Leukaemia in children
Leukaemia is the most common childhood cancer. Children with leukaemia are usually treated for 2 to 3 years. Read more about childhood leukaemia here.
Leukaemia is a cancer that affects the formation of white blood cells. Learn about the different types, as well as symptoms and treatment options.
Chronic lymphocytic leukaemia (CLL)
Chronic lymphocytic leukaemia (CLL) is a common type of leukaemia that often progresses slowly without any symptoms and often doesn’t need treatment.
Human T-cell leukaemia virus type 1 (HTLV-1) can infect your blood. Learn more about HTLV-1, how you can catch it and the diseases it causes.
The role of a haematologist
A haematologist is a specialist doctor who treats conditions that affect the blood, such as leukaemia or haemophilia, or the organs that make blood.
Multiple myeloma develops when plasma cells build up abnormally in your bone marrow. Currently there's no cure but treatment is available.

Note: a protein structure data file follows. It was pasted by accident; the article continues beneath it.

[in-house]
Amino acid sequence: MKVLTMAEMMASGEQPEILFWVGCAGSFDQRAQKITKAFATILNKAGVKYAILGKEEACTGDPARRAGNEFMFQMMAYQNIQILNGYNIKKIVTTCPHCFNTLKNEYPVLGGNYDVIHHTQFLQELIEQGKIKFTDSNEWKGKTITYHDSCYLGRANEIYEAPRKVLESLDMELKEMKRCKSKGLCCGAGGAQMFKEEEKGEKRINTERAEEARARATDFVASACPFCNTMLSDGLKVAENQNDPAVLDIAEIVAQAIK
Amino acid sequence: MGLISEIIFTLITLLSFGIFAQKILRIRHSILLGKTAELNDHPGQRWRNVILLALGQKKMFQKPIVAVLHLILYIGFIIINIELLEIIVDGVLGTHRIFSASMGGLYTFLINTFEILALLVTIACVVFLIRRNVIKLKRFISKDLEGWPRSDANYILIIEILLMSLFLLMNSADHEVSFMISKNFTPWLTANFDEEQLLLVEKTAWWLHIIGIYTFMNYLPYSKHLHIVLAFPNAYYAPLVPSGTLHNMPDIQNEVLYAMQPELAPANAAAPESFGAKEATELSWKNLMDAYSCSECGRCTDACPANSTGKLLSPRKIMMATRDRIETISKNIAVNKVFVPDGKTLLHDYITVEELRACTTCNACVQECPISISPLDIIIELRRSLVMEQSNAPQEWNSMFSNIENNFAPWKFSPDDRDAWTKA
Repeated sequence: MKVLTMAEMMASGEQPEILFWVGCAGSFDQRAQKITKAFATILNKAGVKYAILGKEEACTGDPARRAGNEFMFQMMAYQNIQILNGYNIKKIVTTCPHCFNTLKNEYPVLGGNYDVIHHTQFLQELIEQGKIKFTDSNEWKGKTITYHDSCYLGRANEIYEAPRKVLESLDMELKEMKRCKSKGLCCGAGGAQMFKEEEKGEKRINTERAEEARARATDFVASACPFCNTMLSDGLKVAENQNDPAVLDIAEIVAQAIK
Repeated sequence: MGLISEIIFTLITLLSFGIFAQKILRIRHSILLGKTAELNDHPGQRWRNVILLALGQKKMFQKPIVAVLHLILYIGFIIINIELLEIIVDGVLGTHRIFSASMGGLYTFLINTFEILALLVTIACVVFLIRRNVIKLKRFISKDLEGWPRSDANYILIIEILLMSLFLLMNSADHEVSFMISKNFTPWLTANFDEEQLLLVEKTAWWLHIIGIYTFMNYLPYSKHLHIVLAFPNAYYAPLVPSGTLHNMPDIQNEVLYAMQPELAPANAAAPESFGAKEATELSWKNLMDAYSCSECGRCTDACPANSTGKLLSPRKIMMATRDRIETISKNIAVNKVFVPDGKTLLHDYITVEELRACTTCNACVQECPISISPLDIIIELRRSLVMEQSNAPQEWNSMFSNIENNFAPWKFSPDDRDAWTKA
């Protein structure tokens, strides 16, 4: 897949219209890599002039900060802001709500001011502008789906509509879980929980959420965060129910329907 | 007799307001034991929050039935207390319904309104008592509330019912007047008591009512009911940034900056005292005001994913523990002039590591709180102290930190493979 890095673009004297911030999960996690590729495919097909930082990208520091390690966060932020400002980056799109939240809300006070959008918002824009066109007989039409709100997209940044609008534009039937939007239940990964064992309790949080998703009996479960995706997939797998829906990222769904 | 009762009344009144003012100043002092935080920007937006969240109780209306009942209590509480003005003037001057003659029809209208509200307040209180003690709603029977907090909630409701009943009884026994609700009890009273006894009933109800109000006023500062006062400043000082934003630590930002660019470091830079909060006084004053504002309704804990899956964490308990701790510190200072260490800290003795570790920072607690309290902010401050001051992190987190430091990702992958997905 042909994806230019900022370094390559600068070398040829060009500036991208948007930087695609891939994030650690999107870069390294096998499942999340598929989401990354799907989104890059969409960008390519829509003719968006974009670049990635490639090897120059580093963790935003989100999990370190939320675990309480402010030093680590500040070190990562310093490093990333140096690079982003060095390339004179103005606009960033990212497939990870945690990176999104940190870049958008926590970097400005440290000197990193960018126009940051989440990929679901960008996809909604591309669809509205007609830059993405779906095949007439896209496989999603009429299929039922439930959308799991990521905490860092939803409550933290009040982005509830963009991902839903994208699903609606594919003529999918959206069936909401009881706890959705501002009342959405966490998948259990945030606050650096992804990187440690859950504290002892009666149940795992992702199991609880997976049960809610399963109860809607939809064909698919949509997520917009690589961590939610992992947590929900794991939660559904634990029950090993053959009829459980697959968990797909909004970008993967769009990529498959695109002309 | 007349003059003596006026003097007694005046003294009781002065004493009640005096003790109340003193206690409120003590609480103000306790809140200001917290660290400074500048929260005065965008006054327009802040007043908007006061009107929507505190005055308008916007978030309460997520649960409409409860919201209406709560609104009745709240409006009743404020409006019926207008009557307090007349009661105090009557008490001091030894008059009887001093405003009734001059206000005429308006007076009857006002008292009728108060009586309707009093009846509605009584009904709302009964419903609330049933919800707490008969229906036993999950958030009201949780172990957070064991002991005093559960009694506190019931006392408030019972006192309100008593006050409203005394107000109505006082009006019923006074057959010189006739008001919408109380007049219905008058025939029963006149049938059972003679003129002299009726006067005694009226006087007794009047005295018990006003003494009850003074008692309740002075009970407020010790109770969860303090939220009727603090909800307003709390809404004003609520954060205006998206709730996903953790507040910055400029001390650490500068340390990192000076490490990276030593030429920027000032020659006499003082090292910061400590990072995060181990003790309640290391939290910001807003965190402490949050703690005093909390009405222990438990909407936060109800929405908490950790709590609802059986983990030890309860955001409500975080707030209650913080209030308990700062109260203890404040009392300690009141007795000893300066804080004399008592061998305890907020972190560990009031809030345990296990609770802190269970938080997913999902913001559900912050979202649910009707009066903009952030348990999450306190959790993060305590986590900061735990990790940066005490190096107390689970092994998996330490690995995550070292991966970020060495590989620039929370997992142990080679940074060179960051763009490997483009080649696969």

Non-Hodgkin lymphoma is a type of cancer that affects the lymphatic system. Read about the symptoms and treatment for non-Hodgkin lymphoma.
Dealing with childhood (paediatric) cancer
If your child is diagnosed with cancer, you will have many challenges ahead. Find out how to tell your child and where to go for support.
There are a number of different types of cancer. Find out about symptoms, treatment and how cancer can change the body.
Blood and blood vessels
Blood flowing through the blood vessels carries oxygen, nutrients and waste around the body. Find out the components of blood.